Things I Don’t Want to Know

Deborah Levy

A response to George Orwell’s essay “Why I Write,” much of this book is less obviously about writing than I was expecting. But looking through Orwell’s four motives for writing just now [Sheer egoism; Aesthetic enthusiasm; Historical impulse; Political purpose], and I understand there is some context I was missing, as these are the four sections of the book, though in a different order.

The book opens with “Political purpose” with her talking about a certain spring “when life was very hard” and she would cry when going up on escalators at train stations. She takes a trip to Majorca, to a pensión she has visited before, where one night she heads to the only restaurant open out of season and shares a bottle of wine with a local shopkeeper, originally from China, who asks her, “You’re a writer, aren’t you?” This leads into “Historical impulse” where she tells the story of her childhood in Johannesburg in the 1960s, going through her relationship with her nanny, a Zulu woman whose name is Zama but goes by Maria, and with Maria’s daughter Thandiwe, who goes by Doreen, “so the whites can say her name.” Her father was a member of the African National Congress and was jailed for four years, upon his return the family went into exile in England. “Sheer egoism” is about her adolescence in England during the 1970s, where she escapes from her household chores to go to a greasy spoon by the bus station and spend time writing, which for her is just the word “England” over and over on the paper napkins. “I had a vague idea this was how writers were supposed to behave because I had read books about poets and philosophers drinking espresso in French cafés while they wrote about how unhappy they were.” Finally “Aesthetic enthusiasm” finds her finished telling her story to the Chinese shopkeeper and returning to the pensión where she looks at an old notebook from when she was in Poland in the 1980s, one that includes ideas that eventually became her book Swimming Home.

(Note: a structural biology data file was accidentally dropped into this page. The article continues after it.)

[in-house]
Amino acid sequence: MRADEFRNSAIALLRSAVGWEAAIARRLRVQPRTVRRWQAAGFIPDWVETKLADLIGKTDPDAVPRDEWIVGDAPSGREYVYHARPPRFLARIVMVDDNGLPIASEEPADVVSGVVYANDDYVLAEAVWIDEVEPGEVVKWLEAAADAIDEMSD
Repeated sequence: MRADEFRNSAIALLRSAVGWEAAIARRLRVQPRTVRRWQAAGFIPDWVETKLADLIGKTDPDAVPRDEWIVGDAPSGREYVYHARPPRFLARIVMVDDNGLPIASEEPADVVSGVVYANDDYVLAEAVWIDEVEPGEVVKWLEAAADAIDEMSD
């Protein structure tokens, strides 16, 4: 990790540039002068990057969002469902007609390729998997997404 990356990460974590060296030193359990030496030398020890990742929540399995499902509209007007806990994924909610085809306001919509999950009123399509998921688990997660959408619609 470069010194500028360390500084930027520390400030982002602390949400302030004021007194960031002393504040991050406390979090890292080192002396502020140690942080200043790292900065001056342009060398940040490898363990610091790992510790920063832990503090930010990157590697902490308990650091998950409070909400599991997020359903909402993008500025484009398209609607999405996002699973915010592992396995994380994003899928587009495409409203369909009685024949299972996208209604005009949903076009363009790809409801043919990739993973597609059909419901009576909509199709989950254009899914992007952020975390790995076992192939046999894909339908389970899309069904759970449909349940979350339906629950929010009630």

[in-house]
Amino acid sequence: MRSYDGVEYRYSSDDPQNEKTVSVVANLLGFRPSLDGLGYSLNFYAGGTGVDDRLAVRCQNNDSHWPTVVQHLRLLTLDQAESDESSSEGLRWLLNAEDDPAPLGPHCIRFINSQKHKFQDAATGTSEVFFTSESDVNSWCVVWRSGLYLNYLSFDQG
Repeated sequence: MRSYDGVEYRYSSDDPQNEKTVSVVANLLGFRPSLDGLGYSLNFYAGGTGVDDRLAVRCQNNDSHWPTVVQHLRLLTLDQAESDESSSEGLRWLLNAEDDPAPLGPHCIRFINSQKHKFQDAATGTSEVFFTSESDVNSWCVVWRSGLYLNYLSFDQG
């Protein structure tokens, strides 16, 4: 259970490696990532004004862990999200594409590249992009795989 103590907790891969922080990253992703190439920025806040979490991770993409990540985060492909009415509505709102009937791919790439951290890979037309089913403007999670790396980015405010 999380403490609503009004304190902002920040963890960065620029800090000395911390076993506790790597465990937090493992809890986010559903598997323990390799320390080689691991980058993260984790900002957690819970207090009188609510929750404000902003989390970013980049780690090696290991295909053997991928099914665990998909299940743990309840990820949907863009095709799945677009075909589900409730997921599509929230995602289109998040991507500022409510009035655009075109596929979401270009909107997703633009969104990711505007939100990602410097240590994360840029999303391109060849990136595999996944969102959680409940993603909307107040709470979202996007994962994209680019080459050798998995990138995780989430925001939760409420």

I realised that the question I had asked myself while writing this book was (as surgeons say) very close to the bone: ‘What do we do with the knowledge that we cannot bear to live with? What do we do with the things we do not want to know?’

Her conversation with the shopkeeper had taken her back to times she didn’t really want to think about it, but those times came back to her, unbidden. “If I thought I was not thinking about the past, the past was thinking about me.” The shopkeeper tells her that the escalator was originally characterized as an “endless conveyor.”

When I first finished this book, I felt let down by it. But looking through it again, I find it quite brilliant, a faceted jewel of a book.